This construal of the agency's action is especially persuasive with respect to the Comptroller's refusal to waive the regulations. That surely was not advice; it was, indisputably, final agency action; and we can think of no reason it could not bring with it into the reviewing court, by analogy to pendent appellate jurisdiction, Cement Division v. City of Milwaukee, 915 F.2d 1154, 1158-59 (7th Cir.1990); Asset Allocation & Management Co. v. Western Employers Ins. Co., 892 F.2d 566, 569 (7th Cir.1989); Patterson v. Portch, 853 F.2d 1399, 1403 (7th Cir.1988), closely connected nonfinal rulings such as the Comptroller's interpretations of the regulations, if they were nonfinal. In any event we could not evaluate his refusal to waive the regulations without construing them.


Having satisfied ourselves, at last, with respect to jurisdiction in both the district court and this court, we can turn to the merits. The bank's principal argument is a technical but not a negligible one. The predecessor regulation to section 9.18(b)(6) provided that "when participations are withdrawn from a Common Trust Fund distributions may be made in cash or ratably in kind, or partly in cash and partly ratably in kind." 12 C.F.R. § 206.17(6), 2 Fed.Reg. 2976, 2978 (1937) ("Regulation F") (emphasis added). The word we have italicized was dropped in 1963, when, as an incident to Congress's transferring regulatory authority over national banks' trust activities from the Federal Reserve Board to the Comptroller of the Currency, Regulation F was replaced by the present regulation, the only change being the deletion of the second "ratably." The Comptroller concedes that the deletion was deliberate--it wasn't just a slip-up in the process of repromulgation. The bank argues that so long as the fund adds some cash to its whole-property distributions, those distributions are authorized by the regulation because the requirement of ratable distribution applies only when a distribution is entirely in kind.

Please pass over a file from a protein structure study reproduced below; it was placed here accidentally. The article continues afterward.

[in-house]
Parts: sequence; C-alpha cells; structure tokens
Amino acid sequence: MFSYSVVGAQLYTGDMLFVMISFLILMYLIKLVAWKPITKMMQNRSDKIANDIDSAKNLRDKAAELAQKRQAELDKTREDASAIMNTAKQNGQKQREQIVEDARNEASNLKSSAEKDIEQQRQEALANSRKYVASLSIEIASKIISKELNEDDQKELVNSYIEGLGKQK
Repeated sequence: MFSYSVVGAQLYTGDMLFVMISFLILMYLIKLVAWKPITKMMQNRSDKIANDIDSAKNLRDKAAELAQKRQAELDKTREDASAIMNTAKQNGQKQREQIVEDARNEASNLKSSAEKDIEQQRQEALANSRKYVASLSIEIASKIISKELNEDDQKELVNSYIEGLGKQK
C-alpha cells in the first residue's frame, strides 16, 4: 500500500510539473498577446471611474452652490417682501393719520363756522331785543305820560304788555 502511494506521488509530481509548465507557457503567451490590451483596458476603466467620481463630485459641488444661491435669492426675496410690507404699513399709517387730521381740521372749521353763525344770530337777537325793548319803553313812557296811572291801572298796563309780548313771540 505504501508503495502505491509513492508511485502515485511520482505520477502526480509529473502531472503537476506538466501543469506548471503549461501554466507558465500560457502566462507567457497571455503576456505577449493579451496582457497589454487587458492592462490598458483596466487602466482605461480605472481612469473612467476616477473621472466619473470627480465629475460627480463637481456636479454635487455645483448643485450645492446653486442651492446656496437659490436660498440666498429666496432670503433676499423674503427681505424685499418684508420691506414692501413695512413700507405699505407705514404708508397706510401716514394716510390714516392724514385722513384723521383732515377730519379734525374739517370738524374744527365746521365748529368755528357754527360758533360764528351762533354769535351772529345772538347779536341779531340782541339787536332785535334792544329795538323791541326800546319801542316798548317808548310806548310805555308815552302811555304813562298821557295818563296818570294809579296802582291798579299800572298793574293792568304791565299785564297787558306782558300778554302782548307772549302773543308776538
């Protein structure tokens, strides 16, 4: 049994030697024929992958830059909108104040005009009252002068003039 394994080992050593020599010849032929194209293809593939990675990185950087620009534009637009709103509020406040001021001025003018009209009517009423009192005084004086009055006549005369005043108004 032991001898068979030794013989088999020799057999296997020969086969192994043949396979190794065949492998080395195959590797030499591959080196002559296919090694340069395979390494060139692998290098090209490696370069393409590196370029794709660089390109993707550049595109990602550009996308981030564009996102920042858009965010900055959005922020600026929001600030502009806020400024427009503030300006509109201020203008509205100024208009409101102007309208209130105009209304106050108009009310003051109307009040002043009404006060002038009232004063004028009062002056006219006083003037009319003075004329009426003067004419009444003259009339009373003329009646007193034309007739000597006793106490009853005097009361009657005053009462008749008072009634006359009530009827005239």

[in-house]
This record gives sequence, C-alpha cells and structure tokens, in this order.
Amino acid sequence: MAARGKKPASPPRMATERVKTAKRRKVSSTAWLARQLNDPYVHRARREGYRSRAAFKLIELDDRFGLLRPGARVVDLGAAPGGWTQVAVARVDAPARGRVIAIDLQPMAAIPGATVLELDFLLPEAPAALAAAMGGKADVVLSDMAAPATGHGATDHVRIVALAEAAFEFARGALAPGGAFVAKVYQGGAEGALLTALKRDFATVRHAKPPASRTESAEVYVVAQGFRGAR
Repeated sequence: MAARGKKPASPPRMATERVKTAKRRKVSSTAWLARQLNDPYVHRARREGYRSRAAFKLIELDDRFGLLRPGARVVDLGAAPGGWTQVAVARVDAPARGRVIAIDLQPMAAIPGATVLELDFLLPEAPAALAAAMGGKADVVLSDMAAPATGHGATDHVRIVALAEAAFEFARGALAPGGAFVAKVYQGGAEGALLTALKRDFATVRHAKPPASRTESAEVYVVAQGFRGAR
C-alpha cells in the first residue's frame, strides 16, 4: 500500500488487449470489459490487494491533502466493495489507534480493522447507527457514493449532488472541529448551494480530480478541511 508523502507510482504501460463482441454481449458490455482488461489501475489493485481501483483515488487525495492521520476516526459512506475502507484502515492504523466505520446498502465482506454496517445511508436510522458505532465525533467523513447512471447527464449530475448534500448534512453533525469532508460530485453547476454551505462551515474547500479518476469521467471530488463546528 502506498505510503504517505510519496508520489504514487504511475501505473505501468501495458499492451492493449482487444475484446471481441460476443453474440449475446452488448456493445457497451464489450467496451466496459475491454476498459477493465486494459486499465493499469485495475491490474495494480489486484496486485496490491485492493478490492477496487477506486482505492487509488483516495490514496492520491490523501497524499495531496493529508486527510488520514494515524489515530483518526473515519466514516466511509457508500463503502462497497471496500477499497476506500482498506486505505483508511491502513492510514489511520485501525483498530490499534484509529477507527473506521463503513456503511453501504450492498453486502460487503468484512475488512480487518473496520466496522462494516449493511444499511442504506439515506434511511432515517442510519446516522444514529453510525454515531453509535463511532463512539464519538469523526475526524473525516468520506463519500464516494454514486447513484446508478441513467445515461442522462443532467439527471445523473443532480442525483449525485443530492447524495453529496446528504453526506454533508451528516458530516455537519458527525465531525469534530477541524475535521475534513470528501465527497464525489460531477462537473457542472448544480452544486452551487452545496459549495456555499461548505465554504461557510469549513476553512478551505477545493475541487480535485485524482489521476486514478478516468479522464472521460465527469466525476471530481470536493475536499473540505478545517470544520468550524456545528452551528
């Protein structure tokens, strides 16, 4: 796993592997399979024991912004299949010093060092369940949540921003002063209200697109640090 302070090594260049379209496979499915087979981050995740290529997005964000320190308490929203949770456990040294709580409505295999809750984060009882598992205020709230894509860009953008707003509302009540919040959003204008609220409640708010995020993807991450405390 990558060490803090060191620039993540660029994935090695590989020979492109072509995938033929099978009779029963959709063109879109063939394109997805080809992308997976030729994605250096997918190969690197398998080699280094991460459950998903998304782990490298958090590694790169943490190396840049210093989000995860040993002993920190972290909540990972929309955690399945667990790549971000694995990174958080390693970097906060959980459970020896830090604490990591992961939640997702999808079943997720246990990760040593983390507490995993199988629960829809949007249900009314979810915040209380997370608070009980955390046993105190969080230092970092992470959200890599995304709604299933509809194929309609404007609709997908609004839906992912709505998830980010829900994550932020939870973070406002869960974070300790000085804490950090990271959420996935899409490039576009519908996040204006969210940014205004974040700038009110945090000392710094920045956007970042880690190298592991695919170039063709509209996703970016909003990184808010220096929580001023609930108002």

The argument disregards the deference that courts owe to agencies' interpretations of their own regulations--a point made by the Supreme Court with reference to investment regulations of the Comptroller of the Currency in Investment Company Institute v. Camp, supra, 401 U.S. at 626-27, 91 S.Ct. at 1097. See also Federal Reserve System v. Investment Company Institute, 450 U.S. 46, 56-57 and n. 21, 101 S.Ct. 973, 981-82 and n. 21, 67 L.Ed.2d 36 (1981); Lyng v. Payne, 476 U.S. 926, 939, 106 S.Ct. 2333, 2341, 90 L.Ed.2d 921 (1986); United States v. Baxter Healthcare Corp., 901 F.2d 1401, 1407 (7th Cir.1990); Homemakers North Shore, Inc. v. Bowen, 832 F.2d 408, 411-12 (7th Cir.1987). It also creates an irrational distinction in the regulation. Suppose that among the fund's properties are two worth $9.9 million and $10 million respectively, and a participant in the fund wants to make a $10 million withdrawal. Under the bank's interpretation, if it gives the withdrawing participant the $10 million property it violates the regulation, but if it gives the participant the $9.9 million property plus $100,000 in cash it does not. What sense could that make?


The bank argues that if forbidden to make whole-property distributions, either it will have to liquidate--in what is widely believed to be a depressed market--a large part of its portfolio, in order to raise cash to fund withdrawal requests; or it will have to give withdrawing participants fractional shares in all the properties in the portfolio, resulting in divided ownership and, in turn, high costs of transactions. Suppose fifteen participants withdraw all or part of their investment. Under "ratable" (proportional) distribution, each of the sixty properties would have sixteen owners--the fifteen withdrawing participants, each of whom would receive shares in each of the fund's properties, plus the fund itself. The more owners a piece of property has, the more costly it is to sell, improve, or otherwise transact with regard to it. This insight underlies the right of a tenant in common to a partition of the property, the Rule in Shelley's Case, the presumption (about which we wrote recently in Penn Central Corp. v. U.S. Railroad Vest Corp., 955 F.2d 1158, 1159-60 (7th Cir.1992)) that the grant of a railroad right of way is an easement rather than a fee simple and therefore ceases, restoring undivided ownership, when the railroad discontinues service over the right of way, and many other doctrines of property law.